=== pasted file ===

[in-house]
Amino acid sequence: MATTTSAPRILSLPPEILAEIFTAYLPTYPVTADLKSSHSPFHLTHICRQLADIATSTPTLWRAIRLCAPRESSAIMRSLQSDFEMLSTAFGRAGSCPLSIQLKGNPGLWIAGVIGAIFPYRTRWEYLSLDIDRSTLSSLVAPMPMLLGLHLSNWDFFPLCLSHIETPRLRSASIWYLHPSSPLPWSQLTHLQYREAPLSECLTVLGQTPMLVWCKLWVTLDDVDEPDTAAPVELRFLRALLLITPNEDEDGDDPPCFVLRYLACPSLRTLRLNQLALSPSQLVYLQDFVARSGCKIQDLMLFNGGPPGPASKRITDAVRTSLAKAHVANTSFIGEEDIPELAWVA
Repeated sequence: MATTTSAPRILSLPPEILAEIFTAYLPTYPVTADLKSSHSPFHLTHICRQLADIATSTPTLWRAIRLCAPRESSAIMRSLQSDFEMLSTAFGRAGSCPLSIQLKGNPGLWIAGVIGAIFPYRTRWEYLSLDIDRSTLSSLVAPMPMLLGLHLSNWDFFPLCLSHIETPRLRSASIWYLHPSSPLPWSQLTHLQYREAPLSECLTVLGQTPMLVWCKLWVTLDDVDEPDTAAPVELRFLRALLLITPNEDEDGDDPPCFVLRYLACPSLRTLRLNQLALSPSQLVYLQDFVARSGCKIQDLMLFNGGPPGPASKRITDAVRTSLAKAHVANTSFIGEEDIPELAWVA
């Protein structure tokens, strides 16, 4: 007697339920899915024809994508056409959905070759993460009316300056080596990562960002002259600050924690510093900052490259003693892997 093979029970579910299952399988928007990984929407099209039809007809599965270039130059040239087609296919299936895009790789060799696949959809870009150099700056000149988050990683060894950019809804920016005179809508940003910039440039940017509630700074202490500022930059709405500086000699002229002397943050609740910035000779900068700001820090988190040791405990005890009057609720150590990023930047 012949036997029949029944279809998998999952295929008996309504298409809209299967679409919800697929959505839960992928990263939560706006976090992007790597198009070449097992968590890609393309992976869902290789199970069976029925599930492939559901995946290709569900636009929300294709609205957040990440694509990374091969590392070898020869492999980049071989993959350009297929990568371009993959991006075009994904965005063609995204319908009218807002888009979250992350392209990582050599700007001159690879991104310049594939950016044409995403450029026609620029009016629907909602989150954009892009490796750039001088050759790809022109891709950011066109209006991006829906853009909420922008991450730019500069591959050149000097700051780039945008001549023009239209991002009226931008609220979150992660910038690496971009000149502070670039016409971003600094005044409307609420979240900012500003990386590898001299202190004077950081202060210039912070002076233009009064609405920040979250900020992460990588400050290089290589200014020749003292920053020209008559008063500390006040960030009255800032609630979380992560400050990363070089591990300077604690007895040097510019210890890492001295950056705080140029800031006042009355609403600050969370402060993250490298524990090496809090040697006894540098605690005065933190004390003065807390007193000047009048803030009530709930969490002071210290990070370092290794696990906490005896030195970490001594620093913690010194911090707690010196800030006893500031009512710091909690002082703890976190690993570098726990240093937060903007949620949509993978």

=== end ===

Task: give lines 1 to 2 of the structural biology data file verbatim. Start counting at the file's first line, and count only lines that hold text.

[in-house]
Amino acid sequence: MATTTSAPRILSLPPEILAEIFTAYLPTYPVTADLKSSHSPFHLTHICRQLADIATSTPTLWRAIRLCAPRESSAIMRSLQSDFEMLSTAFGRAGSCPLSIQLKGNPGLWIAGVIGAIFPYRTRWEYLSLDIDRSTLSSLVAPMPMLLGLHLSNWDFFPLCLSHIETPRLRSASIWYLHPSSPLPWSQLTHLQYREAPLSECLTVLGQTPMLVWCKLWVTLDDVDEPDTAAPVELRFLRALLLITPNEDEDGDDPPCFVLRYLACPSLRTLRLNQLALSPSQLVYLQDFVARSGCKIQDLMLFNGGPPGPASKRITDAVRTSLAKAHVANTSFIGEEDIPELAWVA